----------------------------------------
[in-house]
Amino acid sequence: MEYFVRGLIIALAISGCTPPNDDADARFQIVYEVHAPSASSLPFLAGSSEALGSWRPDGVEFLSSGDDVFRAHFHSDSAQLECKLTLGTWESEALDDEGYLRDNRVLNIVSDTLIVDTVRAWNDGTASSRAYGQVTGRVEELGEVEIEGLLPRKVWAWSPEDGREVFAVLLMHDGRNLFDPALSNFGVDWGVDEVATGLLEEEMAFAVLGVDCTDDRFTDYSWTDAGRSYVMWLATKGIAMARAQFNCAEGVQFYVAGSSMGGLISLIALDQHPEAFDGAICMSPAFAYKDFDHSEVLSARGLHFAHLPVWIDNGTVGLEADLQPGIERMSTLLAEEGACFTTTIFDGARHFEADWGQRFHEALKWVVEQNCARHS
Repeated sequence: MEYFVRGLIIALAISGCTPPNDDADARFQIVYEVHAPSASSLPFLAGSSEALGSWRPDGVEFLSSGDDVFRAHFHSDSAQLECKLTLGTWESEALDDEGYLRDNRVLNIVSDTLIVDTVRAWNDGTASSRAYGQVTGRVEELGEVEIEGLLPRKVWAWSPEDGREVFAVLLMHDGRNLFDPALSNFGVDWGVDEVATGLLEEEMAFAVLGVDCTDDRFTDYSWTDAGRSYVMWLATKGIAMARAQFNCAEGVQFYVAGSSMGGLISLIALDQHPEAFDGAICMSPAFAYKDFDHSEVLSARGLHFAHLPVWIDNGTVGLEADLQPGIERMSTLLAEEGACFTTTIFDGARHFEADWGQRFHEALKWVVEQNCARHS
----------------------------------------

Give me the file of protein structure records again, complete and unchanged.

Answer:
[in-house]
Amino acid sequence: MEYFVRGLIIALAISGCTPPNDDADARFQIVYEVHAPSASSLPFLAGSSEALGSWRPDGVEFLSSGDDVFRAHFHSDSAQLECKLTLGTWESEALDDEGYLRDNRVLNIVSDTLIVDTVRAWNDGTASSRAYGQVTGRVEELGEVEIEGLLPRKVWAWSPEDGREVFAVLLMHDGRNLFDPALSNFGVDWGVDEVATGLLEEEMAFAVLGVDCTDDRFTDYSWTDAGRSYVMWLATKGIAMARAQFNCAEGVQFYVAGSSMGGLISLIALDQHPEAFDGAICMSPAFAYKDFDHSEVLSARGLHFAHLPVWIDNGTVGLEADLQPGIERMSTLLAEEGACFTTTIFDGARHFEADWGQRFHEALKWVVEQNCARHS
Repeated sequence: MEYFVRGLIIALAISGCTPPNDDADARFQIVYEVHAPSASSLPFLAGSSEALGSWRPDGVEFLSSGDDVFRAHFHSDSAQLECKLTLGTWESEALDDEGYLRDNRVLNIVSDTLIVDTVRAWNDGTASSRAYGQVTGRVEELGEVEIEGLLPRKVWAWSPEDGREVFAVLLMHDGRNLFDPALSNFGVDWGVDEVATGLLEEEMAFAVLGVDCTDDRFTDYSWTDAGRSYVMWLATKGIAMARAQFNCAEGVQFYVAGSSMGGLISLIALDQHPEAFDGAICMSPAFAYKDFDHSEVLSARGLHFAHLPVWIDNGTVGLEADLQPGIERMSTLLAEEGACFTTTIFDGARHFEADWGQRFHEALKWVVEQNCARHS